Earlier this week on the 31 Thoughts Podcast, GM-turned-executive-turned TV analyst Brian Burke recalled the time he challenged then-Oilers general manager Kevin Lowe to a barn fight.
That rivalry, which Burke said has since been smoothed over, was spurred by an offer sheet Anaheim Ducks forward Dustin Penner signed with the Oilers. Burke was GM of the Ducks at the time and decided not to match, so Anaheim picked up first, second and third-round picks from Edmonton.
“I like Kevin Lowe and I respect Kevin Lowe,” Burke said. “But what he did was just so stupid to me and I fried him and then he challenged me to a fight on the air.”
The RFA offer sheet is a weapon in any GM’s arsenal, but it’s generally frowned upon in the community and not used very often. To make a decision uncomfortable for a competing GM, an offer sheet usually has to come in above market value, which can result in an inflated market for at least the near-future. This, in turn, can impact every other team and GM when they go to re-sign comparable RFAs of their own.
But when offer sheets are handed out, boy can they be fun.
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The last time it happened was in 2013 when the Calgary Flames signed Ryan O’Reilly for two years and $10 million. The Avalanche matched it and later traded O’Reilly to the Sabres because they thought his next contract would put them in a salary cap bind. David Backes, Steve Bernier, Niklas Hjalmarsson and Shea Weber all signed offer sheets between O’Reilly and Penner, but the Anaheim-Edmonton episode in 2007 is the last time a team didn’t match the contract.
With the salary cap going up anyway this off-season, could the offer sheet come into play once more? Given the history of its usage this is probably unlikely, but with young, impact players more important than ever in the NHL, it is a route more GMs should be considering to accelerate their plans.
Here, then, is an explainer of how offer sheets work along with some candidates to receive one this summer.
How NHL offer sheets work
Basically, if you’re an RFA who has received a qualifying offer (but hasn’t signed it), or an RFA who doesn’t elect to go to arbitration, you can get an offer sheet. Teams must submit qualifying offers to their RFAs to keep their rights — if a player doesn’t receive one of these he’ll become a UFA. And if the player signs his qualifying offer, it then becomes a one-year contract, thus taking him off the offer sheet market.
The trick with offer sheets is that if a player signs one with an opposing team, there are still more hurdles to get over before they acquire him.
First, the team that owns a player’s rights has seven days to decide whether or not to match. If they do choose to match, the player stays put and his new contract is the same as the terms of the offer sheet.
If a team elects to not match an offer sheet, the signing team will then acquire the player but have to pay draft-pick compensation that is relative to the new contract’s average annual value (AAV).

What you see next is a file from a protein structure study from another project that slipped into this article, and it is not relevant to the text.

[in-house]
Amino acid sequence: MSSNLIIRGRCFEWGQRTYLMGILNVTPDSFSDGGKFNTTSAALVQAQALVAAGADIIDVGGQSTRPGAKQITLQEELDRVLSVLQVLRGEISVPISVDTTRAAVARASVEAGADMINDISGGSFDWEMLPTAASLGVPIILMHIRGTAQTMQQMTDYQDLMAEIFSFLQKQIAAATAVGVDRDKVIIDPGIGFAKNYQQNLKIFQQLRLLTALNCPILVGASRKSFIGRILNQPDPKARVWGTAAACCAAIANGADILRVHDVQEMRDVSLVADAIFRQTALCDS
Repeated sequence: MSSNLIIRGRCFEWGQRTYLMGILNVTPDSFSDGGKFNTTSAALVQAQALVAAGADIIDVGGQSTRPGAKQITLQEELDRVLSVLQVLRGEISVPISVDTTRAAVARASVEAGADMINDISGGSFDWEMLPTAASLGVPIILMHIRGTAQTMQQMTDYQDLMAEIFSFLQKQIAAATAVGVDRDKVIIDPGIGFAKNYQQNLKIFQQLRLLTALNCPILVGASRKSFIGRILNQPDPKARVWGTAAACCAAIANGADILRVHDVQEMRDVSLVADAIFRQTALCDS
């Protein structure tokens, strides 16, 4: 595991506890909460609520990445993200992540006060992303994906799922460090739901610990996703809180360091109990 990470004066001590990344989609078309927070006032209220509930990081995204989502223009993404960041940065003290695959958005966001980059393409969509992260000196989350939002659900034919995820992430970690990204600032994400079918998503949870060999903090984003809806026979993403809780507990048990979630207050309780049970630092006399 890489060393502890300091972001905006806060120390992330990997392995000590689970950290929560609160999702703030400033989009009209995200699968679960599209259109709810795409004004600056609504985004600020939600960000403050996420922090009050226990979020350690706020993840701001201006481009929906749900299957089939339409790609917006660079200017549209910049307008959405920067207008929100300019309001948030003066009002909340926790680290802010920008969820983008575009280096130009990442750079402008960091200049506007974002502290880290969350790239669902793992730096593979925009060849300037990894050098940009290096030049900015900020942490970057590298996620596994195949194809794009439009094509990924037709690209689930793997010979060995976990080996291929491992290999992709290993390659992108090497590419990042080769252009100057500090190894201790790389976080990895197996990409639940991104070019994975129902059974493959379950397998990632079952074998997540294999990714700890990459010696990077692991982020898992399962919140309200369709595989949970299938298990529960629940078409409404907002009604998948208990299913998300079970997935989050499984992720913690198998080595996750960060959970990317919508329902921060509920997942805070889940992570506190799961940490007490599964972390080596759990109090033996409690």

The compensation scale is readjusted each year based on the average league salary. This year’s scale has not yet been released but this is how it looked last year, according to CapFriendly.com.
• Less than $1,295,572 = No compensation
• $1,295,572-$1,962,986 = 1 third-round pick
• $1,962,987-$3,925,975 = 1 second-round pick
• $3,925,976-$5,888,960 = 1 first-round pick, 1 third-round pick
• $5,888,961-$7,851,948 = 1 first-round pick, 1 second-round pick, 1 third-round pick
• $7,851,949-$9,814,935 = 2 first-round picks, 1 second-round pick, 1 third-round pick
• More than $9,814,935 = 4 first-round picks
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For a team to submit an offer sheet, it must have all the draft picks in that year to cover the compensation cost — and the picks have to be their own, not ones acquired from another team. A team may also submit two offer sheets at the same time only if it has enough draft picks to cover the compensation of both offers separately.
If the compensation demands multiple picks from the same round, the signing team must have the pick in the upcoming draft, and then any additional picks covered in the subsequent years. For instance, if compensation is two first-round picks, the signing team must have its own first-rounder in 2019 and 2020 (since the signing period begins July 1, after this year’s draft).
What’s the biggest NHL offer sheet ever signed?
In terms of money, the costliest offer sheet of all-time is the one Shea Weber signed with Philadelphia in July 2012 while he was still a member of the Nashville Predators. The contract came in before term limits were introduced, so he signed on for 14 years and and $110 million — a $7,857,143 AAV. The Predators matched and, of course, dealt him to Montreal for P.K. Subban four years later. Weber’s contract continues through the 2025-26 season.